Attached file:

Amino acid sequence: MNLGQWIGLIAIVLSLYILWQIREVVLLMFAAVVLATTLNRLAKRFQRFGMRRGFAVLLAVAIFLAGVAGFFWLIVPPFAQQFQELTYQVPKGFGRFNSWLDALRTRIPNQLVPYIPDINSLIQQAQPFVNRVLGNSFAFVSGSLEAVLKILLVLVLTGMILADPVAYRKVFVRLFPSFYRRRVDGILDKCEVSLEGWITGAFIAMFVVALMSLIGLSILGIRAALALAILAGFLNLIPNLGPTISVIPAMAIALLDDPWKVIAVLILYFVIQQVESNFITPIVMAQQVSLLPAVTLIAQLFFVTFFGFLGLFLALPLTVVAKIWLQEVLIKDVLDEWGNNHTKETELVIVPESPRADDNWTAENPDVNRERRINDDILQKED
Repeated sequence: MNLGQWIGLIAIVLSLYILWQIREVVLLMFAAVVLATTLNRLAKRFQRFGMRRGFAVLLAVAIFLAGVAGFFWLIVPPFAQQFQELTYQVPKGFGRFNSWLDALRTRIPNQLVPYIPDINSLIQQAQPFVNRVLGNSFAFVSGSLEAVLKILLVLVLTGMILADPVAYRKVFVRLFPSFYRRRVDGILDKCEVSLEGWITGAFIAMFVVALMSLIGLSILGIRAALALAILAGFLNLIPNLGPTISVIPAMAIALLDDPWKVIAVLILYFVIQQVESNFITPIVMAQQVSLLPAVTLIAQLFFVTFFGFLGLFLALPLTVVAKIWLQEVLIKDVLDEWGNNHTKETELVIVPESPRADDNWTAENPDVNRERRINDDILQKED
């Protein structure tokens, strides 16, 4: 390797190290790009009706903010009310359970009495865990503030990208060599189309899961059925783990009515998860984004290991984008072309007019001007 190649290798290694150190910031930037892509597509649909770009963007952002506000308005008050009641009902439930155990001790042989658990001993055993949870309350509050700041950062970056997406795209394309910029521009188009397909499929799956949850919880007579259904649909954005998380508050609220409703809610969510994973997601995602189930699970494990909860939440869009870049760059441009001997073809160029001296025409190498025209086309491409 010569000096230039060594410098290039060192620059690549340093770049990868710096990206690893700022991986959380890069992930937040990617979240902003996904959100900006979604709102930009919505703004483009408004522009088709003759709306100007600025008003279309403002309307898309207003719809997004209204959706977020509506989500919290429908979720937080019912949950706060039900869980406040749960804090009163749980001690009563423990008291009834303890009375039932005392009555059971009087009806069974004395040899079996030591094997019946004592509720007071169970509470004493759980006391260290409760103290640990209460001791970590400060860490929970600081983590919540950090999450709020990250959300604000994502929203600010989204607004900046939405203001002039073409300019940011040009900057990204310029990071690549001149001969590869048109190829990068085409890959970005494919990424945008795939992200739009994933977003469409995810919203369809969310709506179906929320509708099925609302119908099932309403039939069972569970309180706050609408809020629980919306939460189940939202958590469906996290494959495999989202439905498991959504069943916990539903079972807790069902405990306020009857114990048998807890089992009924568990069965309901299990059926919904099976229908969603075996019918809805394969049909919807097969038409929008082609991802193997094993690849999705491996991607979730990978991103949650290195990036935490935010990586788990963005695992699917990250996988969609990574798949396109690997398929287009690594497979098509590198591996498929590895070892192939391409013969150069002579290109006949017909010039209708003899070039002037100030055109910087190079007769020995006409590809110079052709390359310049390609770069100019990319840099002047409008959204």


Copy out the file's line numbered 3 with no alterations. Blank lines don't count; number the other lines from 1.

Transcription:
């Protein structure tokens, strides 16, 4: 390797190290790009009706903010009310359970009495865990503030990208060599189309899961059925783990009515998860984004290991984008072309007019001007 190649290798290694150190910031930037892509597509649909770009963007952002506000308005008050009641009902439930155990001790042989658990001993055993949870309350509050700041950062970056997406795209394309910029521009188009397909499929799956949850919880007579259904649909954005998380508050609220409703809610969510994973997601995602189930699970494990909860939440869009870049760059441009001997073809160029001296025409190498025209086309491409 010569000096230039060594410098290039060192620059690549340093770049990868710096990206690893700022991986959380890069992930937040990617979240902003996904959100900006979604709102930009919505703004483009408004522009088709003759709306100007600025008003279309403002309307898309207003719809997004209204959706977020509506989500919290429908979720937080019912949950706060039900869980406040749960804090009163749980001690009563423990008291009834303890009375039932005392009555059971009087009806069974004395040899079996030591094997019946004592509720007071169970509470004493759980006391260290409760103290640990209460001791970590400060860490929970600081983590919540950090999450709020990250959300604000994502929203600010989204607004900046939405203001002039073409300019940011040009900057990204310029990071690549001149001969590869048109190829990068085409890959970005494919990424945008795939992200739009994933977003469409995810919203369809969310709506179906929320509708099925609302119908099932309403039939069972569970309180706050609408809020629980919306939460189940939202958590469906996290494959495999989202439905498991959504069943916990539903079972807790069902405990306020009857114990048998807890089992009924568990069965309901299990059926919904099976229908969603075996019918809805394969049909919807097969038409929008082609991802193997094993690849999705491996991607979730990978991103949650290195990036935490935010990586788990963005695992699917990250996988969609990574798949396109690997398929287009690594497979098509590198591996498929590895070892192939391409013969150069002579290109006949017909010039209708003899070039002037100030055109910087190079007769020995006409590809110079052709390359310049390609770069100019990319840099002047409008959204």